As tensions over mediated contract negotiations continue, educators will stop non-essential work
By Ben Parra
On Monday, February 27, School Committee members of the Amherst-Pelham Education Association (APEA) moved to withdraw from voluntary activities and work strictly according to their contractual obligations to protest the lack of progress in contract negotiations.
In an email to The Shoestring, Claire Cocco, communications director for the APEA, explained the tactic, known as “working to rule”:
“Each building took votes on how this would apply in their work setting. Generally, the school day is not affected, but communication outside of work hours will be curtailed, voluntary work (unpaid clubs, for example) will end, generally, work outside of contract hours is not happening.”
The School Committee has refused to meet with APEA representatives , which, according to a press release from APEA President Lamikco Magee, “is the fastest way to settle this contract crisis,”
“We are proud of what we do and we remain committed to providing students with the highest quality education, Magee said. “Unfortunately, we have been pushed into taking this step. We will continue to carry out essential duties, but we will strictly follow our contractual obligations until we resolve the contract crisis.”
The move comes after over a year of negotiations with the school committee, during which time educators have been without a clear contract. Negotiations have been in mediation since July of last year, with the district and the union unable to reach agreement over cost-of-living adjustments. The APEA hopes that the move to work to rule will pressure the school committee into abandoning mediation and returning to face-to-face negotiations.
Under mediation, the negotiating parties do not bargain directly. Instead, communication happens through a third party, in this case a representative from the state’s Department of Labor Relations. According to Cocco, this process slows negotiations, and allows the school committee to “continue proposing the same things over and over.”
The APEA plans to combine the move with several actions over the next month, inviting community members to support the union’s proposals for better funding across the district. On Thursday, March 9, prior to the next round of contract mediation slated for the following day, the union will hold a rally in Amherst center at 3:45 p.m. In addition, the APEA asks community members to sign a petition demanding that the School Committee end meditation and come back to the negotiating table with the union.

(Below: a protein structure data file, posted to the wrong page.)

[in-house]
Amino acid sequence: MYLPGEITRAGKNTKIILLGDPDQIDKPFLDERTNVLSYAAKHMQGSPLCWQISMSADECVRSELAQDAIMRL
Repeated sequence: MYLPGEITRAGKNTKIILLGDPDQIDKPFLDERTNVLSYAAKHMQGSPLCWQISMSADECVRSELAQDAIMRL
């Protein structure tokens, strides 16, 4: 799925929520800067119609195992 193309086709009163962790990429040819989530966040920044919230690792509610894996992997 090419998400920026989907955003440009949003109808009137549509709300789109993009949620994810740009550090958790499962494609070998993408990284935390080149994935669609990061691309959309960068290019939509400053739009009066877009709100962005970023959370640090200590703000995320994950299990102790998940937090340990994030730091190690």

As The Shoestring reported last month, Amherst-Pelham educators have grown frustrated with staffing shortages, uncompensated labor, and negligible contractual increases that fail to keep up with rising costs in a time of record inflation. The union has proposed a cost of living (COLA) increase of 3.25% for teachers over the first year of the contract, with subsequent increases of 4% and 5% in the following years. The proposal would also include a 6% raise for paraeducators.
The School committee has proposed a COLA offer of 2.5%, 2.5%, and 2% across three years; however, when measured against an additional proposal to add two unpaid days to the school calendar, the real value of their COLA offer amounts to even less than the figures proposed. In addition to the offer, the committee has proposed to eliminate “reduction in force” protection, meaning that educators’ jobs or hours can be cut without advance notice.
In an email to The Shoestring, Amherst-Pelham School Committee Chair Ben Herrington noted that the school committee will continue negotiating via mediation. “When we went to the state a year ago, the Department of Labor agreed with our petition for mediation and concluded that mediation was necessary to move negotiations forward,” Herrington said. “Nothing has changed regarding that decision. We have made far more progress, in terms of getting closer to agreement, than we had previously.”
“The APEA continues to contend that a budget is a moral document, reflective of a community’s values,” Cocco said. “Families of Amherst and the towns in the region want more for their kids than what is currently being offered by the school committee.”
Ben Parra is a reporter and librarian living in Easthampton. Photo Courtesy of APEA’s Facebook Page.
The Shoestring is committed to bringing you ad-free content. We rely on readers to support our work! You can support independent news for Western Mass by visiting our Donate page.